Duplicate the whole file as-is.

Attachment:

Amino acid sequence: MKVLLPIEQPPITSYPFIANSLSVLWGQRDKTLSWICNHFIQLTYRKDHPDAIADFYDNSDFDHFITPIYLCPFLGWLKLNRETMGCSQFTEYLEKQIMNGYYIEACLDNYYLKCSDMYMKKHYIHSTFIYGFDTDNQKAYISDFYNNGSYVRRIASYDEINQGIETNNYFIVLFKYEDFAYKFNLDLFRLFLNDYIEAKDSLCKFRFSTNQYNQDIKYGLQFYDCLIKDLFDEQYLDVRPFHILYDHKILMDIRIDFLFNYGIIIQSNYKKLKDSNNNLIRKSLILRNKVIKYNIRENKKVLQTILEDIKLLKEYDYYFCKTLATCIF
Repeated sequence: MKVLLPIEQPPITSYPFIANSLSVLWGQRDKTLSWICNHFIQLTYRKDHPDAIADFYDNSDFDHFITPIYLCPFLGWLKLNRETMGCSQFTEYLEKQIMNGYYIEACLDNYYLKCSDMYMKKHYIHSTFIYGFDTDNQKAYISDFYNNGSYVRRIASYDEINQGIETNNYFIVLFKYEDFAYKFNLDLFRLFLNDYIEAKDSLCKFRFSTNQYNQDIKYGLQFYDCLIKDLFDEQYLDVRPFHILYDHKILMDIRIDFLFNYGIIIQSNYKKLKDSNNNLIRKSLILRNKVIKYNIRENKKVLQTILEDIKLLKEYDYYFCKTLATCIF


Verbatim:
Amino acid sequence: MKVLLPIEQPPITSYPFIANSLSVLWGQRDKTLSWICNHFIQLTYRKDHPDAIADFYDNSDFDHFITPIYLCPFLGWLKLNRETMGCSQFTEYLEKQIMNGYYIEACLDNYYLKCSDMYMKKHYIHSTFIYGFDTDNQKAYISDFYNNGSYVRRIASYDEINQGIETNNYFIVLFKYEDFAYKFNLDLFRLFLNDYIEAKDSLCKFRFSTNQYNQDIKYGLQFYDCLIKDLFDEQYLDVRPFHILYDHKILMDIRIDFLFNYGIIIQSNYKKLKDSNNNLIRKSLILRNKVIKYNIRENKKVLQTILEDIKLLKEYDYYFCKTLATCIF
Repeated sequence: MKVLLPIEQPPITSYPFIANSLSVLWGQRDKTLSWICNHFIQLTYRKDHPDAIADFYDNSDFDHFITPIYLCPFLGWLKLNRETMGCSQFTEYLEKQIMNGYYIEACLDNYYLKCSDMYMKKHYIHSTFIYGFDTDNQKAYISDFYNNGSYVRRIASYDEINQGIETNNYFIVLFKYEDFAYKFNLDLFRLFLNDYIEAKDSLCKFRFSTNQYNQDIKYGLQFYDCLIKDLFDEQYLDVRPFHILYDHKILMDIRIDFLFNYGIIIQSNYKKLKDSNNNLIRKSLILRNKVIKYNIRENKKVLQTILEDIKLLKEYDYYFCKTLATCIF